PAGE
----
One of the top concerns in school district fleet management is total cost of ownership — especially when it comes to investing taxpayer dollars. With propane autogas, the return on investment is usually experienced within a few years, due to fuel and maintenance savings throughout the life of the bus. BCSD expects to see its ROI for the propane buses in four years.
Bibb County School District has made a commitment to continue its move away from diesel. The district recently approved a plan to purchase more propane autogas buses and will replace outdated diesel buses with propane autogas as needed.
About Blue Bird Corporation: Blue Bird is the leading independent designer and manufacturer of school buses, with more than 550,000 buses sold since its formation in 1927 and approximately 180,000 buses in operation today. Blue Bird’s longevity and reputation in the school bus industry have made it an iconic American brand. Blue Bird distinguishes itself from its principal competitors by its singular focus on the design, engineering, manufacture and sale of school buses and related parts. As the only manufacturer of chassis and body production specifically designed for school bus applications, Blue Bird is recognized as an industry leader for school bus innovation, safety, product quality/reliability/durability, operating costs and drivability. In addition, Blue Bird is the market leader in alternative fuel applications with its propane-powered and compressed natural gas-powered school buses. Blue Bird manufactures school buses at two facilities in Fort Valley, Georgia. Its Micro Bird joint venture operates a manufacturing facility in Drummondville, Quebec, Canada. Service and after-market parts are distributed from Blue Bird’s parts distribution center located in Delaware, Ohio.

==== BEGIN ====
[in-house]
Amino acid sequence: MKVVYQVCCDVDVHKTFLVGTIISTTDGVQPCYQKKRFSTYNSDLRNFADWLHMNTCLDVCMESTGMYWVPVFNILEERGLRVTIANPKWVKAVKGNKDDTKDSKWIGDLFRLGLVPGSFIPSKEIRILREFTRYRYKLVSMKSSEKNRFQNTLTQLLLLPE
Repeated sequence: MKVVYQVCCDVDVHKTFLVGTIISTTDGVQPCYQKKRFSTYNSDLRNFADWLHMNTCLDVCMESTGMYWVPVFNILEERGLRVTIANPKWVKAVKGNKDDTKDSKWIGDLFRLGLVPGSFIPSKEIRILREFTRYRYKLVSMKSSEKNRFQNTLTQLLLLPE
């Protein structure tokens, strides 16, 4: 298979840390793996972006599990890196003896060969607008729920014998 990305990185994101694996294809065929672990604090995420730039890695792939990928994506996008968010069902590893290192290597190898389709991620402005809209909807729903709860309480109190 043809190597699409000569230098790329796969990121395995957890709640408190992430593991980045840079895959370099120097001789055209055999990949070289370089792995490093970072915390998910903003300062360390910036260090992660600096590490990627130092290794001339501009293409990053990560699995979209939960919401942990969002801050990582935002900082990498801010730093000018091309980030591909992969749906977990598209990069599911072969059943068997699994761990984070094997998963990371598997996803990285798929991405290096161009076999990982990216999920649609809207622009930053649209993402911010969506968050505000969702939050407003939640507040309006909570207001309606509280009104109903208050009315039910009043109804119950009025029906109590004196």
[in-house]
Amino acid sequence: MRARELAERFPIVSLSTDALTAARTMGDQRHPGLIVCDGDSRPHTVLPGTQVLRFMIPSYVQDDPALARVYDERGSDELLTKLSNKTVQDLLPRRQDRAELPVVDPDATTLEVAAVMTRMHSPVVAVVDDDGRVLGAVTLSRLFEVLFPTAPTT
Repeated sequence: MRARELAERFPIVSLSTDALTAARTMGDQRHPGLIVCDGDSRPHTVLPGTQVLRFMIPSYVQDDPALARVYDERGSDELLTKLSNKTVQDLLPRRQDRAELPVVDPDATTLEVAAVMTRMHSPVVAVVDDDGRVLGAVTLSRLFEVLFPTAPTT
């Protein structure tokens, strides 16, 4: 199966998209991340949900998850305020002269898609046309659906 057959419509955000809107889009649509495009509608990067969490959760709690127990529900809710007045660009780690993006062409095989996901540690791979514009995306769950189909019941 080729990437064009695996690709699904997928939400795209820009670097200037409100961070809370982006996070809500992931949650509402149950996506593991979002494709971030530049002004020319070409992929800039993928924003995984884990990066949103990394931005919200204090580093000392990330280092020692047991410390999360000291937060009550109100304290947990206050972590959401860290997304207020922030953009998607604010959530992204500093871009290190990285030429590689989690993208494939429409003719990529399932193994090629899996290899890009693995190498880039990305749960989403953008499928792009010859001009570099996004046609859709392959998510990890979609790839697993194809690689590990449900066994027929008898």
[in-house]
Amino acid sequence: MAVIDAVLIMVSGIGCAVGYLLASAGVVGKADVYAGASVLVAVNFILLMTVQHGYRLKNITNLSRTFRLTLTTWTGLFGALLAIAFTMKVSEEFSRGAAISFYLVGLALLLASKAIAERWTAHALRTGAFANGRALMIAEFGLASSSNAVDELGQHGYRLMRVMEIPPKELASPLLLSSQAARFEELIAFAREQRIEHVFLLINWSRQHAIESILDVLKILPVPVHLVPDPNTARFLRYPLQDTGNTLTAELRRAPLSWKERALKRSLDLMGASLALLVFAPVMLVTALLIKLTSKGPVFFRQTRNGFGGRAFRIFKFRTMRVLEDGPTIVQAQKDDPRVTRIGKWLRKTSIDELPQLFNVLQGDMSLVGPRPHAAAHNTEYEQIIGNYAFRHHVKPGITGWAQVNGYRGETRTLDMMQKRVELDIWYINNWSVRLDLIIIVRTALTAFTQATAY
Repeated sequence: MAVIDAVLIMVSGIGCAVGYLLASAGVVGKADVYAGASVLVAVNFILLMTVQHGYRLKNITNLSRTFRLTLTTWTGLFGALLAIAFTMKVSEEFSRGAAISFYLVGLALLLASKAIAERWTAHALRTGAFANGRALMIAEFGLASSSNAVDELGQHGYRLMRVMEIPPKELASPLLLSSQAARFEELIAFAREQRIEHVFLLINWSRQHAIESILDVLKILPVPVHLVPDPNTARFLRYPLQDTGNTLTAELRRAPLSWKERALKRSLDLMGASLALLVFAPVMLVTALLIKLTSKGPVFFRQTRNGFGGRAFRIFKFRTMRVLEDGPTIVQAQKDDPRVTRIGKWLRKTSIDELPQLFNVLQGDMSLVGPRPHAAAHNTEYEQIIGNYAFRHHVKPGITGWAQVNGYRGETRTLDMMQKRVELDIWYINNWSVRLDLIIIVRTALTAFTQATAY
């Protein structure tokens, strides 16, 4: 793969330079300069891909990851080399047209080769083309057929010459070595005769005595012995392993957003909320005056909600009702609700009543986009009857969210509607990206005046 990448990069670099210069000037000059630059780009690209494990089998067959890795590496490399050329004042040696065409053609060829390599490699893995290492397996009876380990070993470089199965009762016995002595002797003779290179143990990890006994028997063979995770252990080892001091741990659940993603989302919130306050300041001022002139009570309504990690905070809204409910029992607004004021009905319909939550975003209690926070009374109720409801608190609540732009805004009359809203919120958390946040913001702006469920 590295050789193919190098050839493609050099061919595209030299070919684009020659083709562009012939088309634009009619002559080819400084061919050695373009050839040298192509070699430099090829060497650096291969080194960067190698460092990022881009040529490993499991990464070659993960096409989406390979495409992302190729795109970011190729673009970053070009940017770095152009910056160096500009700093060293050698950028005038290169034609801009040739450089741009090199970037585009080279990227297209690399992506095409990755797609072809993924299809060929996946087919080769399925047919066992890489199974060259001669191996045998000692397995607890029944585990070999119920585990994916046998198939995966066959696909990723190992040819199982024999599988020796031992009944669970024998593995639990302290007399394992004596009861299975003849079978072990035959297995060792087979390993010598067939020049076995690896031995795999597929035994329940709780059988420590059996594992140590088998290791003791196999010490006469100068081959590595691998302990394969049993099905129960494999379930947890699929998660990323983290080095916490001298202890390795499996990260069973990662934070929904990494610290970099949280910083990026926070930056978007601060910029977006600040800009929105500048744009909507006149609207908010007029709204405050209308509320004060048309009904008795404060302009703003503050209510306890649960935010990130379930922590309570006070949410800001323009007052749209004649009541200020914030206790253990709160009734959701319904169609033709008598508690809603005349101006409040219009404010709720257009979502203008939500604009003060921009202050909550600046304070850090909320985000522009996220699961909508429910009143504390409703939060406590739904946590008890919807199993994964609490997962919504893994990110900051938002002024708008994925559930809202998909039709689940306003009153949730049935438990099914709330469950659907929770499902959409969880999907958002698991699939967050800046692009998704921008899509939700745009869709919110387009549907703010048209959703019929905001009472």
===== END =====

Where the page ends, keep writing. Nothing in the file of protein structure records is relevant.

About ROUSH CleanTech: ROUSH CleanTech, an industry leader of alternative fuel vehicle technology, is a division of ROUSH Enterprises based in Livonia, Mich. ROUSH CleanTech designs, engineers, manufactures and installs propane autogas fuel system technology for light- and medium-duty Ford commercial vehicles, and Type A and Type C Blue Bird school buses. As a Ford QVM-certified alternative fuel vehicle manufacturer, ROUSH CleanTech delivers economical, clean and domestically produced fueling options for fleets across the country. Learn more at ROUSHcleantech.com or by calling 800.59.ROUSH.
(Completed in 2016)